Should toppled Carmack statue be repaired at Tennessee Capitol?

State troopers guard the toppled statue of Edward Ward Carmack outside the state Capitol on May 31, 2020. (Erik Schelzig, Tennessee Journal)

Protesters over the weekend tore down the statue of Edward Ward Carmack, a newspaper editor and U.S. Senator who was gunned down in the streets of Nashville in 1908. Carmack was a notorious segregationist, though it’s unclear whether the demonstrators specifically targeted the monument (a historical marker commemorating Nashville’s lunch counter sit-ins in 1960 was also destroyed).

The toppling of the Carmack statue nevertheless raises questions about whether it should be repaired. There’s been a movement underfoot at the General Assembly to replace the monument with one to frontiersman David Crockett, though those efforts have yet to make any significant progress.

The situation puts Republicans in a quandary. While most would no longer defend Carmack’s positions and statements, they also won’t want to accede the destruction wrought by demonstrators. On the other hand, taking affirmative action to restore the statue of an avowed racist would also prove problematic at best.

A recent edition of The Tennessee Journal delved into Carmack’s attacks on Ida B. Wells, who was posthumously awarded a Pulitzer Prize last month for her coverage of lynchings in Memphis and the South.

New Pulitzer Prize winner Ida B. Wells was viciously targeted by Carmack

Ida B. Wells, who gained international renown for her fearless reporting about lynching in Memphis and the South in the 1890s, has been awarded a posthumous Pulitzer Prize. Wells was the editor and a part-owner of the Memphis Free Speech and Headlight, where she wrote detailed reports and fiery editorials about extrajudicial violence against African-Americans.

One of Wells’ chief critics was Edward Ward Carmack, the editor of the Memphis Commercial who went on to serve in the U.S. Senate and was later gunned down in Nashville by the son of a political rival. Carmack, a statue of whom stands outside the southern entrance of the state Capitol, ran vicious editorials about the Free Speech while it was operating and about Wells after she fled the city amid threats of personal harm.

Wells was born a slave in Mississippi during the Civil War and was a teacher in Memphis before she had a run-in with the Chesapeake & Ohio Railroad in 1884, when she was removed from a train for refusing to leave a first-class car (for which she held a ticket) that was reserved for white passengers.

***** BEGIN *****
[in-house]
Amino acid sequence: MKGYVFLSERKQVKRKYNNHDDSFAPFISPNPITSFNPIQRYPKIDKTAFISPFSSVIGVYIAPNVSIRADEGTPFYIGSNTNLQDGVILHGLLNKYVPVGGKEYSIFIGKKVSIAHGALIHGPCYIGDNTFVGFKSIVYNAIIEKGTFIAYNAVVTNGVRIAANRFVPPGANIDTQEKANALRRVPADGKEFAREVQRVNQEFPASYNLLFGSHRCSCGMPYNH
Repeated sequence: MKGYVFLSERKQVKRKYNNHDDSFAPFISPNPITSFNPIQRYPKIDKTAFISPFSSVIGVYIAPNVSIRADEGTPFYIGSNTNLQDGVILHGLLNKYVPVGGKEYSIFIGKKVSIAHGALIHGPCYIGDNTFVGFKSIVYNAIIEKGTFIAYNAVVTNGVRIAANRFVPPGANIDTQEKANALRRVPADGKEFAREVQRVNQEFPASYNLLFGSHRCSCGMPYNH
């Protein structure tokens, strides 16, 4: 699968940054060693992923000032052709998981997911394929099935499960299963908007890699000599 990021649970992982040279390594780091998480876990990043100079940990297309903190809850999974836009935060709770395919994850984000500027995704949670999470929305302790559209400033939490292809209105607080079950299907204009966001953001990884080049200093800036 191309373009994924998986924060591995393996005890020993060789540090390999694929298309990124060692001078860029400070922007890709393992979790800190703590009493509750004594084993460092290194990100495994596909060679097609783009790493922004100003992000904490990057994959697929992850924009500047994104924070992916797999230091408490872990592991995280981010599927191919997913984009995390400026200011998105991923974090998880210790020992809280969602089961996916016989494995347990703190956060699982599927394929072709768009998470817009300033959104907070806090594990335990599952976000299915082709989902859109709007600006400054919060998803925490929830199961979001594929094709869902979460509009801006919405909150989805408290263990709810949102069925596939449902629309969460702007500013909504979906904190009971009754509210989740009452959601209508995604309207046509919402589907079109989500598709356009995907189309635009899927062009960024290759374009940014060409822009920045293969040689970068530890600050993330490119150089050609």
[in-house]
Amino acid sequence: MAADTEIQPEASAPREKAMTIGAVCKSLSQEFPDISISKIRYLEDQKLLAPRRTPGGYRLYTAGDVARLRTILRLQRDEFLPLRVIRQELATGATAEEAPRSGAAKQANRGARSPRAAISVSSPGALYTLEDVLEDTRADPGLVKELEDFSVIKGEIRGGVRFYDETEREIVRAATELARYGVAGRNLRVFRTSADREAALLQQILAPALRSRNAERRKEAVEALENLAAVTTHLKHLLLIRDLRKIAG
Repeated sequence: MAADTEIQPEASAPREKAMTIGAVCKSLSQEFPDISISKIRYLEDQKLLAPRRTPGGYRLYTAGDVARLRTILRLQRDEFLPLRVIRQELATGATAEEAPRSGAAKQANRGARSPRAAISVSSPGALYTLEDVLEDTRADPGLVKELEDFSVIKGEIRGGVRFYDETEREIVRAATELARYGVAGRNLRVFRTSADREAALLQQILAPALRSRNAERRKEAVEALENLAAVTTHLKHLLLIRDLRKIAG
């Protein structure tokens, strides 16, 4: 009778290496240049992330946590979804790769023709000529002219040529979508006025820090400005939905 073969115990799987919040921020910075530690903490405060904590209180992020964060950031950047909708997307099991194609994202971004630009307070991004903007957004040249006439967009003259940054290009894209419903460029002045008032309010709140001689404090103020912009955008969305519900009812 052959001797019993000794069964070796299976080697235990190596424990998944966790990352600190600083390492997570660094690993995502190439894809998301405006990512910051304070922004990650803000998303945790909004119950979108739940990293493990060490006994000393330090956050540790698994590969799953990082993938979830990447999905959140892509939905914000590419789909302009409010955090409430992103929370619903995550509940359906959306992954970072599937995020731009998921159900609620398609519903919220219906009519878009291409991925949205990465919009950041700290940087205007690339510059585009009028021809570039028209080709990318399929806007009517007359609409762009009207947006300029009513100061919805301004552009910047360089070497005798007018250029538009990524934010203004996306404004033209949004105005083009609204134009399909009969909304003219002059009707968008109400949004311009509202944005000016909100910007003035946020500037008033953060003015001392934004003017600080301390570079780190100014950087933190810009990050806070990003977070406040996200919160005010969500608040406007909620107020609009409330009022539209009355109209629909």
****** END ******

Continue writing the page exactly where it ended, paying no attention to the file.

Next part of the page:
State law required “accommodations equal in all respects and comfort” for first-class ticket holders, and a circuit judge found the other car was of lesser grade because it allowed “smoking and drunkenness.” Wells was awarded $500 (more than $13,500 today). The Tennessee Supreme Court overturned the decision three years later, finding the two rail cars were equipped alike and that Wells’ had acted in bad faith by seeking to “harass” the railroad by creating conditions for which she could file a lawsuit. Wells gained acclaim in the black press for her firsthand accounts of the legal challenge, and began making writing about race issues her full-time job.

In the pages of the Free Speech, Wells took aim at a frequent pretext for lynchings. “Nobody in this section of the country believes the old thread-bare lie that Negro men rape white women,” she wrote in 1892. If white men weren’t careful, Wells wrote, the public would reach conclusions that would be “very damaging to the moral reputation of their women.”

The Memphis Commercial, May 26. 1894.

Carmack’s Commercial denounced the article as “dangerous sentiment,” adding it was a testament to the patience of Southern whites that “a black scoundrel is allowed to live and utter such loathsome and repulsive calumnies.” The editorial warned the writer’s allegations had pushed public patience to the “very outermost limit.” The paper ominously concluded with: “We hope we have said enough.”

Wells fled town for the Northeast, where audiences were horrified by her speeches and pamphlets about lynching in the South. Her examination of statistics found rape wasn’t even an accusation in two-thirds of the lynchings. Carmack’s Commercial followed Wells’  growing reputation with dread, publishing vitriolic stories denouncing her as a fraud and a liar.

Wells had never been the editor of the Free Speech, the paper claimed in late 1892, but rather the mistress (a “black harlot”) of the man who was. In 1894, the Commercial took aim at “gullible audiences easily duped” by what it called Wells’ slander while on a lecture tour of Great Britain. Mob justice was an “unfortunate state of affairs,” the paper claimed, but it had grown out of the “noblest sentiments” of protecting white women’s virtue against “an inferior race.”

While the Commercial’s editorials were carried in some British newspapers, they did little to change public opinion galvanizing against lynching in Memphis and the South. The damage to the city’s reputation was a worrying development for cotton merchants in Memphis who feared it could hurt demand among their biggest clients in the English textile industry.

The Commercial absorbed the Appeal-Avalanche in 1894, and Carmack left to make a successful bid for Congress in 1896. In the ensuing years, the paper’s editorial stance shifted to the point where the Commercial Appeal won a Pulitzer Prize in 1923 for its coverage of the bigotry and violence of the Ku Klux Klan, making it the first newspaper in the South to win the award.

Wells eventually settled in Chicago, where she helped lay the groundwork for the NAACP, though she later broke with the group because she disagreed with what she saw as a too cautious approach.

View of the Tennessee State Capitol in Nashville, showing open gates and the statue of Edward Ward Carmack (Image: Tennessee State Library and Archives)

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